Honolulu’s wastewater treatment system is maxed-out, but this hasn’t stopped stop state workers from pumping up to 18,000 gallons of brackish water a day, three to five days a week, into a sewage drain.
State employees have been pumping the water from the reflecting pool surrounding the state Capitol building for years, according to Peter Lopez, who was busy siphoning it on Tuesday.
Civil Beat went to the scene to investigate after a state worker raised concerns about the strain it could be causing on the Sand Island Wastewater Treatment Center.
The city recently warned of a moratorium on any new development downtown unless sludge from the at-capacity landfill is trucked to other wastewater treatment facilities around the island.
At the Sand Island treatment plant, which serves Oahu’s urban core, a percentage of the treated water at the facility is composed of non-wastewater sources, such as groundwater or illegally directed rainwater off people’s roofs, which the city has tried to fight.
While it’s illegal to divert water into sewage drains, the state has a permit to pump the water from 7:30 a.m. to 1:30 p.m, according to Markus Owens, spokesman for the city’s Department of Environmental Services.
The state pays $1,500 a month, or $18,000 a year, to the city to pump the water into the sewage system, according to Bruce Coppa, director of the city’s Department of Accounting and General Services.
Thus, workers clad in knee-high, rubber boots wade through the water a few hours a day, several days a week with loud vacuum hoses that suck water and algae into a nearby sewage drain. The noise is so deafening it’s difficult to hold a conversation on the Capitol’s lanais while the work is going on.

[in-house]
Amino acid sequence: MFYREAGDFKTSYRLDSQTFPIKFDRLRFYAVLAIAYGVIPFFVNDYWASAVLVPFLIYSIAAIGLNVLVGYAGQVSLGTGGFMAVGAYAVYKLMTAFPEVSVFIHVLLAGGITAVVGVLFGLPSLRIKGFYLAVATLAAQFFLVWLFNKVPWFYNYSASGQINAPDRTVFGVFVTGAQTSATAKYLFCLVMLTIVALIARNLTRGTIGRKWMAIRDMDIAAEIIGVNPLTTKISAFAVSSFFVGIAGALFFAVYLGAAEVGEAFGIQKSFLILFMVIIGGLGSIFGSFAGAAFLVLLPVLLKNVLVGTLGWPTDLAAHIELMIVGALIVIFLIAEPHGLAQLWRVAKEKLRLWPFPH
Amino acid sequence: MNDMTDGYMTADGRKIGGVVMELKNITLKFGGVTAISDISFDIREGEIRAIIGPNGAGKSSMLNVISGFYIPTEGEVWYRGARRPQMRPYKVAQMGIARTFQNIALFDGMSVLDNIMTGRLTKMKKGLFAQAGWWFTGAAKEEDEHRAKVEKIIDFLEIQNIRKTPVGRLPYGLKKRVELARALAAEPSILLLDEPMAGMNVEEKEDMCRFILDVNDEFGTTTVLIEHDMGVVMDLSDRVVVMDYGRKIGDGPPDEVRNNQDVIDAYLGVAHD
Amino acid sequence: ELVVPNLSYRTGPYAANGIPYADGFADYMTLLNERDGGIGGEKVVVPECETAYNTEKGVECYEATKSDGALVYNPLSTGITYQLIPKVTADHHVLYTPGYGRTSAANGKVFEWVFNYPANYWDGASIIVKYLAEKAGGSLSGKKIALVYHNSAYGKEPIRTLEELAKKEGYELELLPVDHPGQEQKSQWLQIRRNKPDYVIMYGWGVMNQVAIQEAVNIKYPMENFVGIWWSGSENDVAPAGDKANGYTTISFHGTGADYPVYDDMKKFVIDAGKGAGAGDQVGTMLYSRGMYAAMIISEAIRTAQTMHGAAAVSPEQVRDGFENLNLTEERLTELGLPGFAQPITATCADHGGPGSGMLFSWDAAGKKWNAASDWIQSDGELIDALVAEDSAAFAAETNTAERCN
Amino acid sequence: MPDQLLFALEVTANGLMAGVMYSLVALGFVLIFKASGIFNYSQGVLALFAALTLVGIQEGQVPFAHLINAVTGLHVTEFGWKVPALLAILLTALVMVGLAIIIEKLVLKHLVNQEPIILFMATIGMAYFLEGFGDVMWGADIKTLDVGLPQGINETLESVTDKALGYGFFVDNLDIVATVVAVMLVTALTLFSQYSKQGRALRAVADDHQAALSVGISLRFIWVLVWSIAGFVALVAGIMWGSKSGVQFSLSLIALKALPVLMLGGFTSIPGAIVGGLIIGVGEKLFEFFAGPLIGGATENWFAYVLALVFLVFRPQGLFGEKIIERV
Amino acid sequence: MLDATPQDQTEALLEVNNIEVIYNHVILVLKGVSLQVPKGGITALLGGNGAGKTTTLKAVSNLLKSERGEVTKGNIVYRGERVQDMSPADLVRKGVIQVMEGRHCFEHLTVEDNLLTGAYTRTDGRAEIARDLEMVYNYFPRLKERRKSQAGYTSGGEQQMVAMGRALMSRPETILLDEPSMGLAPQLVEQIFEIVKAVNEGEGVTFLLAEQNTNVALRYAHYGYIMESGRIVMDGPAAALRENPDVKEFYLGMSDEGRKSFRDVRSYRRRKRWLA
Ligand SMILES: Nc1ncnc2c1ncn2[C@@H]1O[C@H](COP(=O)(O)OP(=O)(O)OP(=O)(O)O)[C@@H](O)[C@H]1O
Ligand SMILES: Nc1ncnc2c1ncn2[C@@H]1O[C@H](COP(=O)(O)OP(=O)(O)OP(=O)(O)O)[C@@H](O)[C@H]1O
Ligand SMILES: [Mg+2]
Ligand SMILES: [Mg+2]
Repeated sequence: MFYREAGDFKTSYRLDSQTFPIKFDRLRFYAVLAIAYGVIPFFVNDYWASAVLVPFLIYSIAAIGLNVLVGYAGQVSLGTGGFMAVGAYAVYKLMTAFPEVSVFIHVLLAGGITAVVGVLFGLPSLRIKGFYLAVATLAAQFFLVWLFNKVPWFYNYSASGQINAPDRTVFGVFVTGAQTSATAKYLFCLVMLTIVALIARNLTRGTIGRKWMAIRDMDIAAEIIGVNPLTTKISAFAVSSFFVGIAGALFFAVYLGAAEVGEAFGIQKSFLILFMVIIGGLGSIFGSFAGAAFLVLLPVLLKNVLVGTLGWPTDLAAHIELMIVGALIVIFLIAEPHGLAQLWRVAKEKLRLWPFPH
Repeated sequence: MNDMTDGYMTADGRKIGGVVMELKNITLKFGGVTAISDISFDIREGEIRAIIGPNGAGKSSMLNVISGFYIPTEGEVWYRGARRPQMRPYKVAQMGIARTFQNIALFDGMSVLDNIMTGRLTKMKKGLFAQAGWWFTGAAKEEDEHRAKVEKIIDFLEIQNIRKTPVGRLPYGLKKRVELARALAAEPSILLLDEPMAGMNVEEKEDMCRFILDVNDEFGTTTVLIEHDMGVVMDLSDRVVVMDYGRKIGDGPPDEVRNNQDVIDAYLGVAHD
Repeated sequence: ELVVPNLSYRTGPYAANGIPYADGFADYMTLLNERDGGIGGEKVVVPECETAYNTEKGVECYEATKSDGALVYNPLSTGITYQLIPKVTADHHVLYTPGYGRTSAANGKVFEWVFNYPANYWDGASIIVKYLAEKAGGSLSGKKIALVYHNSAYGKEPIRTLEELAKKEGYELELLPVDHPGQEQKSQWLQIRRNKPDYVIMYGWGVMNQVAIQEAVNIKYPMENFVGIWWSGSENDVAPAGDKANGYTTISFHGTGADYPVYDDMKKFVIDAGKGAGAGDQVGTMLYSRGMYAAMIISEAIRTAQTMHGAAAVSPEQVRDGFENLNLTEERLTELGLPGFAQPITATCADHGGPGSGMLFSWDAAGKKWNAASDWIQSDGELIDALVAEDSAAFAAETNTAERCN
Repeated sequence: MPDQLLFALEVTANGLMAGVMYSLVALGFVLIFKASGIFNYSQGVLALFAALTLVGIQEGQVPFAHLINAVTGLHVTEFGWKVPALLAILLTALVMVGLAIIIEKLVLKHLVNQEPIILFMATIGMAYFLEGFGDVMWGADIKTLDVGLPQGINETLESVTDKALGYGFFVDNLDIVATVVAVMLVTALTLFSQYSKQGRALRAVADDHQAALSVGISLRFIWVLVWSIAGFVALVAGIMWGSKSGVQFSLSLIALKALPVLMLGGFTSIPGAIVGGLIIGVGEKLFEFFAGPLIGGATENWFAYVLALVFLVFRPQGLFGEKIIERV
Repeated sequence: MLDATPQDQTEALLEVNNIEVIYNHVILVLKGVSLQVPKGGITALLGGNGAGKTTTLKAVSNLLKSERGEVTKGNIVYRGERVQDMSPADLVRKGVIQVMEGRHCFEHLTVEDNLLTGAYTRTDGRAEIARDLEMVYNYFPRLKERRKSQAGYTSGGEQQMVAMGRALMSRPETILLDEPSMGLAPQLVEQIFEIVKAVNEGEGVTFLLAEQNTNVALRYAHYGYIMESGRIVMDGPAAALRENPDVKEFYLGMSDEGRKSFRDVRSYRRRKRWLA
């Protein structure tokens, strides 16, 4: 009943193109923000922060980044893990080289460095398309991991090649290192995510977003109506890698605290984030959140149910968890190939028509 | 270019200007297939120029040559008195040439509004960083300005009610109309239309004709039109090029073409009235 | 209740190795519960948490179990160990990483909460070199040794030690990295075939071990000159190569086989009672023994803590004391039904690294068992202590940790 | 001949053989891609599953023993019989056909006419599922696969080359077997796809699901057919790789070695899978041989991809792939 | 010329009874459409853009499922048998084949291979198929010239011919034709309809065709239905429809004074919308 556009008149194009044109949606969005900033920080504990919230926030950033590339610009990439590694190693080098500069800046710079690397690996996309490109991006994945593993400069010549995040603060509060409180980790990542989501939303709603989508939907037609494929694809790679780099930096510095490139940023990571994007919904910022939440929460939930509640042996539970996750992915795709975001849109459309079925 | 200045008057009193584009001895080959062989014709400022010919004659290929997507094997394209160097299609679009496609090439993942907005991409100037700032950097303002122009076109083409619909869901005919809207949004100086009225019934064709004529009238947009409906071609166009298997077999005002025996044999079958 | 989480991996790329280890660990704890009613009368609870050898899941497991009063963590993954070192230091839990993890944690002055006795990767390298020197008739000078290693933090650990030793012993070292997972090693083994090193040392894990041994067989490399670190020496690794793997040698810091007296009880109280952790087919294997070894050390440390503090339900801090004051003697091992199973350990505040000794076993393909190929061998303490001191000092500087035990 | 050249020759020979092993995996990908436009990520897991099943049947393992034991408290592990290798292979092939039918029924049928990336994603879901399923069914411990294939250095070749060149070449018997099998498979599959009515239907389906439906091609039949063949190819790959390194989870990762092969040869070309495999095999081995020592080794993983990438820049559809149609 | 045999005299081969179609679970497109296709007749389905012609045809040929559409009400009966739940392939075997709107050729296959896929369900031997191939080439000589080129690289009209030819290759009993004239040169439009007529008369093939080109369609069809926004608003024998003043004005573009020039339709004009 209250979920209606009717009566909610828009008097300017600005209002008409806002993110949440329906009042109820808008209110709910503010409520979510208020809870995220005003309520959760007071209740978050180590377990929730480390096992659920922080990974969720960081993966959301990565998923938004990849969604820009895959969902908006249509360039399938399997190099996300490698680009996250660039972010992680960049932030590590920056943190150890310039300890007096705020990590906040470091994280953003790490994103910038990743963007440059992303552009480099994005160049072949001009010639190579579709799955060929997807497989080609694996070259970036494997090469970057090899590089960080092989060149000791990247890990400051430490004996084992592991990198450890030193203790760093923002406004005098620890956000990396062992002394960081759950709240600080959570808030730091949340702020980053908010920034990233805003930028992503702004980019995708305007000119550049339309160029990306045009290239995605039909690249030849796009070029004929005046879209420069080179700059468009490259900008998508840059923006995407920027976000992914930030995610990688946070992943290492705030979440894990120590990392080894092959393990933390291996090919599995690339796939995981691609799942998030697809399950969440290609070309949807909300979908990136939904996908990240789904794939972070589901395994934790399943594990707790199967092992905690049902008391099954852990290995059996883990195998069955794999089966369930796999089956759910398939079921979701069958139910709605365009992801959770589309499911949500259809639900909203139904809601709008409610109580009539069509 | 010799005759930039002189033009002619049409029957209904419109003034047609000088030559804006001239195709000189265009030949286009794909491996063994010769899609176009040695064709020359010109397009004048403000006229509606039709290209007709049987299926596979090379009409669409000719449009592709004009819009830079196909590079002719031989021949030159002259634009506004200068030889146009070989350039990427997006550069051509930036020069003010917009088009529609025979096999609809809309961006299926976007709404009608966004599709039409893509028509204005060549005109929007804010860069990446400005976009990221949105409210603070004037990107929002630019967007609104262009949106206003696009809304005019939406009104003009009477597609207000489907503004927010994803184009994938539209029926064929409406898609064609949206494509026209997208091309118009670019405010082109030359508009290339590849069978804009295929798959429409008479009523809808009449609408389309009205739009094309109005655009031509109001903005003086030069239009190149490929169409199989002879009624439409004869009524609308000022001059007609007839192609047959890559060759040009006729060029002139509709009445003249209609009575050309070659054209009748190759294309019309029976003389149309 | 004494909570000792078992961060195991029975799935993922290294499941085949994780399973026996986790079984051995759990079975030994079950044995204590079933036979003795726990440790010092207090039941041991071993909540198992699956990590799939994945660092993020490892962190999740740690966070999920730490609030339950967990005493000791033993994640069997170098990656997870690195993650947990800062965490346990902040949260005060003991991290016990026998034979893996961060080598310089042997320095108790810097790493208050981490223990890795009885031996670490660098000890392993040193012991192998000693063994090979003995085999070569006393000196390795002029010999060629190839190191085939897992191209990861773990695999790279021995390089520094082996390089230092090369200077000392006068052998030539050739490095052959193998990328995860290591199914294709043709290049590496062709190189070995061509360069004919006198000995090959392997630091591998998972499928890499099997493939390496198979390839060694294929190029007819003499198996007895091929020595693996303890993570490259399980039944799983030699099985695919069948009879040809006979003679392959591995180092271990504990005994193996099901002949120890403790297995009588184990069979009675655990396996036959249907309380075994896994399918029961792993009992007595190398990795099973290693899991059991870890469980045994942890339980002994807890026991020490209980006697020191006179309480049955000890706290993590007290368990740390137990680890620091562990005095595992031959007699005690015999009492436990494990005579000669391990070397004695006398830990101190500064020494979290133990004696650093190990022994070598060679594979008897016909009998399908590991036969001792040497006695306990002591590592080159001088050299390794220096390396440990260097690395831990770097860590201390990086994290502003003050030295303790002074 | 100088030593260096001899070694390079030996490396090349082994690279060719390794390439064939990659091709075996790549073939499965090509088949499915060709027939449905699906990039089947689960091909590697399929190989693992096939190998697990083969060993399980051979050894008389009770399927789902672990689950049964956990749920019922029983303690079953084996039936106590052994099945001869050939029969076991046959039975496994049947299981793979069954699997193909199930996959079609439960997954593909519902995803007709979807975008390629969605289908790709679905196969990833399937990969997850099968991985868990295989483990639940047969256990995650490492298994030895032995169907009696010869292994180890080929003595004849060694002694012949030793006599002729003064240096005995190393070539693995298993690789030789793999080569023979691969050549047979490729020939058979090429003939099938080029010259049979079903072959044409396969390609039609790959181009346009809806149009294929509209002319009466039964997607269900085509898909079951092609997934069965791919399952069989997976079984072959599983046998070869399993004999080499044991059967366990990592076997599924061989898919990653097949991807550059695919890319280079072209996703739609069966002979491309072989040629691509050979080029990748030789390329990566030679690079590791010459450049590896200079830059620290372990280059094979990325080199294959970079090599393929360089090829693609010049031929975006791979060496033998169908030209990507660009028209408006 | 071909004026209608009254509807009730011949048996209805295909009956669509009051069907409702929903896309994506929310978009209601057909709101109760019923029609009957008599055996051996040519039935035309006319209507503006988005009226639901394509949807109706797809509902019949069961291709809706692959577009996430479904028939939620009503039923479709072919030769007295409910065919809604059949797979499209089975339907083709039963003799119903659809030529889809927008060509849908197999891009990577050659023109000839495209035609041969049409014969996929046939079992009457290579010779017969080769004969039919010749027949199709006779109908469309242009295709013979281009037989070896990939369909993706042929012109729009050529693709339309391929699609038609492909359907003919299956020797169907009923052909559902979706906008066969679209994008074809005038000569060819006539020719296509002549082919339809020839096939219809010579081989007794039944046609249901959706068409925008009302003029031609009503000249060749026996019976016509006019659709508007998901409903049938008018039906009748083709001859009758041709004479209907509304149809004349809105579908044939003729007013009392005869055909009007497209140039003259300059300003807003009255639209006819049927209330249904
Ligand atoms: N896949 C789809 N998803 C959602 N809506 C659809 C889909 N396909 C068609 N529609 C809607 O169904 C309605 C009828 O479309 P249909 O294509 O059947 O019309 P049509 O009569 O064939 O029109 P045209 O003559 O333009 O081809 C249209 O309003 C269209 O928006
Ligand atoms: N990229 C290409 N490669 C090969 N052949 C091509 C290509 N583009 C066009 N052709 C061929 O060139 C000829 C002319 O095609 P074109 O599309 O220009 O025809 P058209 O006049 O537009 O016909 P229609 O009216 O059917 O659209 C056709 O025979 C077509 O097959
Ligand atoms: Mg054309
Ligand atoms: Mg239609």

Originally, the reflecting pool worked as an air conditioning system, cooling state offices. But the salt water corroded the pipes and the AC system was shut down in the 1980s. The water that wraps around the building in a moat-like fashion was converted into a reflecting pool.
While Lopez said the state had a plan to introduce a filtering system and light that would kill the algae, it wasn’t a budgetary priority.
“That’s why we’re still out here cleaning,” he said.
Ultimately the amount of water only makes up a small percentage of the water flowing into Sand Island and there may not be a better option, according to Roger Babcock, a specialist at UH Manoa’s Water Resources Research Center.
“It’s kind of a never-ending battle if you want to keep the water clear,” said Babcock. “And it’s an expensive goal to have. You are trying to fight nature.”
He said that they could blast sound waves through the water to break up the algae cells, or use such processes as oxidation, UV irradiation or filtration. But they would be costly and not necessarily solve the problem.
And given the salt content of the water, which comes from underground wells, reusing it to water the grounds could kill a lot of plants and cause salt build-up in the soil, according to Philip Moravcik, another specialist at the water research center.
“I’m not sure what you could do with the water,” said Moravcik. “It was a good idea, it looks nice, but it’s a lot of water. A fountain may have been a better idea.”
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